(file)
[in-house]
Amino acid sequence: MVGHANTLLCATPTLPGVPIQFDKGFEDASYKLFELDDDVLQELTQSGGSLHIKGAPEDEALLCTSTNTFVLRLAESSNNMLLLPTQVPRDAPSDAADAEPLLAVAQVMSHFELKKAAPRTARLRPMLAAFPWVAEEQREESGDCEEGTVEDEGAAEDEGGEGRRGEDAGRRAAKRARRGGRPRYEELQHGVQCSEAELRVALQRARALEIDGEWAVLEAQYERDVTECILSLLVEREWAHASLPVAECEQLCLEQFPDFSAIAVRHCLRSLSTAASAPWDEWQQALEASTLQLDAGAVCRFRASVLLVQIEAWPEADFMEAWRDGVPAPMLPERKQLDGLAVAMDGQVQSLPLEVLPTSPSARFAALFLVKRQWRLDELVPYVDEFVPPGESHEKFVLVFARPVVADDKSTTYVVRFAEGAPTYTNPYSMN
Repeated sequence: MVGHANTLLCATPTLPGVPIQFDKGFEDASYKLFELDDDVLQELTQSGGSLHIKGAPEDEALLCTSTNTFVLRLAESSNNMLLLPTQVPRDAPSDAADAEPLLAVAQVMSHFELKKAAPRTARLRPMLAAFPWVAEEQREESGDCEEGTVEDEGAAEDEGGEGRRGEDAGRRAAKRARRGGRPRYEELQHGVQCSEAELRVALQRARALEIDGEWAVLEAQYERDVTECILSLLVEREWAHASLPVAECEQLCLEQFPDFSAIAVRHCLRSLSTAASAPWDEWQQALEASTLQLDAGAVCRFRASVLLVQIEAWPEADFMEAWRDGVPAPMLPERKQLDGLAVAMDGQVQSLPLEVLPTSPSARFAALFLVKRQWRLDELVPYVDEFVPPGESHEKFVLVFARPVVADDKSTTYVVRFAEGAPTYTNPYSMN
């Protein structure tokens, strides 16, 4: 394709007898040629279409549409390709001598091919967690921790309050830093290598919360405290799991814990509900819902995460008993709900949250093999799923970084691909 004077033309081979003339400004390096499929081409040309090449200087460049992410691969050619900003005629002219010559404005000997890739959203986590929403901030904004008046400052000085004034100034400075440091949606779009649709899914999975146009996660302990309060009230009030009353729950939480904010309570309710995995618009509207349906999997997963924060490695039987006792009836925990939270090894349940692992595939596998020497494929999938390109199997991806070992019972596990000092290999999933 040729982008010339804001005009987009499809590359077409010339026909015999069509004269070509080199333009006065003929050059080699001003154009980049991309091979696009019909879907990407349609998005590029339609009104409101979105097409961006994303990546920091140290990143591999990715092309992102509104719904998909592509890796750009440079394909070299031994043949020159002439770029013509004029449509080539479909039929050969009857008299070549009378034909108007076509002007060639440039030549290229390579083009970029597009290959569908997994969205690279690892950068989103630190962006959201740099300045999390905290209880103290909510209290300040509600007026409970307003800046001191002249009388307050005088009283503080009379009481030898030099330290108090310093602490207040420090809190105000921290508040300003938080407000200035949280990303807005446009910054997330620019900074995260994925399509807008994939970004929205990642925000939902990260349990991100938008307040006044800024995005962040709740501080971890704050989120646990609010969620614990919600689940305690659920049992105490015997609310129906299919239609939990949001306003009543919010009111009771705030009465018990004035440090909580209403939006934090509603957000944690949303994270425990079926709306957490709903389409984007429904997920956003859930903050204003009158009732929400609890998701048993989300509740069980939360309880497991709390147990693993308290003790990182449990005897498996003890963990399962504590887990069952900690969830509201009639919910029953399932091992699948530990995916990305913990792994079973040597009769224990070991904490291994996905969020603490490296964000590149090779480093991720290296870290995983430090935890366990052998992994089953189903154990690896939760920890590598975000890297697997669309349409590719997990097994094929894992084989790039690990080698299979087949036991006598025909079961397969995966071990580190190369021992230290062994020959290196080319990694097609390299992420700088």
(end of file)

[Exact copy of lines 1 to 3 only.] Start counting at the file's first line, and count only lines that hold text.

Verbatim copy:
[in-house]
Amino acid sequence: MVGHANTLLCATPTLPGVPIQFDKGFEDASYKLFELDDDVLQELTQSGGSLHIKGAPEDEALLCTSTNTFVLRLAESSNNMLLLPTQVPRDAPSDAADAEPLLAVAQVMSHFELKKAAPRTARLRPMLAAFPWVAEEQREESGDCEEGTVEDEGAAEDEGGEGRRGEDAGRRAAKRARRGGRPRYEELQHGVQCSEAELRVALQRARALEIDGEWAVLEAQYERDVTECILSLLVEREWAHASLPVAECEQLCLEQFPDFSAIAVRHCLRSLSTAASAPWDEWQQALEASTLQLDAGAVCRFRASVLLVQIEAWPEADFMEAWRDGVPAPMLPERKQLDGLAVAMDGQVQSLPLEVLPTSPSARFAALFLVKRQWRLDELVPYVDEFVPPGESHEKFVLVFARPVVADDKSTTYVVRFAEGAPTYTNPYSMN
Repeated sequence: MVGHANTLLCATPTLPGVPIQFDKGFEDASYKLFELDDDVLQELTQSGGSLHIKGAPEDEALLCTSTNTFVLRLAESSNNMLLLPTQVPRDAPSDAADAEPLLAVAQVMSHFELKKAAPRTARLRPMLAAFPWVAEEQREESGDCEEGTVEDEGAAEDEGGEGRRGEDAGRRAAKRARRGGRPRYEELQHGVQCSEAELRVALQRARALEIDGEWAVLEAQYERDVTECILSLLVEREWAHASLPVAECEQLCLEQFPDFSAIAVRHCLRSLSTAASAPWDEWQQALEASTLQLDAGAVCRFRASVLLVQIEAWPEADFMEAWRDGVPAPMLPERKQLDGLAVAMDGQVQSLPLEVLPTSPSARFAALFLVKRQWRLDELVPYVDEFVPPGESHEKFVLVFARPVVADDKSTTYVVRFAEGAPTYTNPYSMN